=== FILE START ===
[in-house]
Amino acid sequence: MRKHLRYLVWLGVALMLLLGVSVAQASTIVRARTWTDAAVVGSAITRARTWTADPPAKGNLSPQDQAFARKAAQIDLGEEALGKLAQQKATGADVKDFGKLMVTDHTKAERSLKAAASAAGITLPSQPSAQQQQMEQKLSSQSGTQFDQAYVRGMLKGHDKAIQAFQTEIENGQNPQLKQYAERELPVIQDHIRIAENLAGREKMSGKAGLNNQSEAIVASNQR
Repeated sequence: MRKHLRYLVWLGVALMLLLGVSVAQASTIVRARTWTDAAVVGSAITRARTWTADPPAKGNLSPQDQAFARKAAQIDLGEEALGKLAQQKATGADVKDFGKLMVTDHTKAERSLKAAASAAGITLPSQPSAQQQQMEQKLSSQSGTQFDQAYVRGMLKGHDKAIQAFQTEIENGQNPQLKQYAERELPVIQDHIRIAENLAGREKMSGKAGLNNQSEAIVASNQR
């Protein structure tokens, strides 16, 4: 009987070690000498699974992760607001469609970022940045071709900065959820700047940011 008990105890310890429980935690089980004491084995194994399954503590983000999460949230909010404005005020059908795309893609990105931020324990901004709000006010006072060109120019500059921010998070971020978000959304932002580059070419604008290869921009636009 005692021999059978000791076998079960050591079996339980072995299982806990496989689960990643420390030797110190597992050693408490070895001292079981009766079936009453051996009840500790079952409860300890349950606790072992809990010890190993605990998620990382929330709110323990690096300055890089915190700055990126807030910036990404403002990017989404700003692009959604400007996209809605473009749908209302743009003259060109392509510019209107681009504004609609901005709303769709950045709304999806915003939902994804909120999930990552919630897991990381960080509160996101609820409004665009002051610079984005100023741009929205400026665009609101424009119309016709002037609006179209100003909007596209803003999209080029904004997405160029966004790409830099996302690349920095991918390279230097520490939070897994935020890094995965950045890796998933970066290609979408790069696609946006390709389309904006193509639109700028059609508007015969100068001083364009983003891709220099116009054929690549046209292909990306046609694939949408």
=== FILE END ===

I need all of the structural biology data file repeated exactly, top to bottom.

[in-house]
Amino acid sequence: MRKHLRYLVWLGVALMLLLGVSVAQASTIVRARTWTDAAVVGSAITRARTWTADPPAKGNLSPQDQAFARKAAQIDLGEEALGKLAQQKATGADVKDFGKLMVTDHTKAERSLKAAASAAGITLPSQPSAQQQQMEQKLSSQSGTQFDQAYVRGMLKGHDKAIQAFQTEIENGQNPQLKQYAERELPVIQDHIRIAENLAGREKMSGKAGLNNQSEAIVASNQR
Repeated sequence: MRKHLRYLVWLGVALMLLLGVSVAQASTIVRARTWTDAAVVGSAITRARTWTADPPAKGNLSPQDQAFARKAAQIDLGEEALGKLAQQKATGADVKDFGKLMVTDHTKAERSLKAAASAAGITLPSQPSAQQQQMEQKLSSQSGTQFDQAYVRGMLKGHDKAIQAFQTEIENGQNPQLKQYAERELPVIQDHIRIAENLAGREKMSGKAGLNNQSEAIVASNQR
């Protein structure tokens, strides 16, 4: 009987070690000498699974992760607001469609970022940045071709900065959820700047940011 008990105890310890429980935690089980004491084995194994399954503590983000999460949230909010404005005020059908795309893609990105931020324990901004709000006010006072060109120019500059921010998070971020978000959304932002580059070419604008290869921009636009 005692021999059978000791076998079960050591079996339980072995299982806990496989689960990643420390030797110190597992050693408490070895001292079981009766079936009453051996009840500790079952409860300890349950606790072992809990010890190993605990998620990382929330709110323990690096300055890089915190700055990126807030910036990404403002990017989404700003692009959604400007996209809605473009749908209302743009003259060109392509510019209107681009504004609609901005709303769709950045709304999806915003939902994804909120999930990552919630897991990381960080509160996101609820409004665009002051610079984005100023741009929205400026665009609101424009119309016709002037609006179209100003909007596209803003999209080029904004997405160029966004790409830099996302690349920095991918390279230097520490939070897994935020890094995965950045890796998933970066290609979408790069696609946006390709389309904006193509639109700028059609508007015969100068001083364009983003891709220099116009054929690549046209292909990306046609694939949408």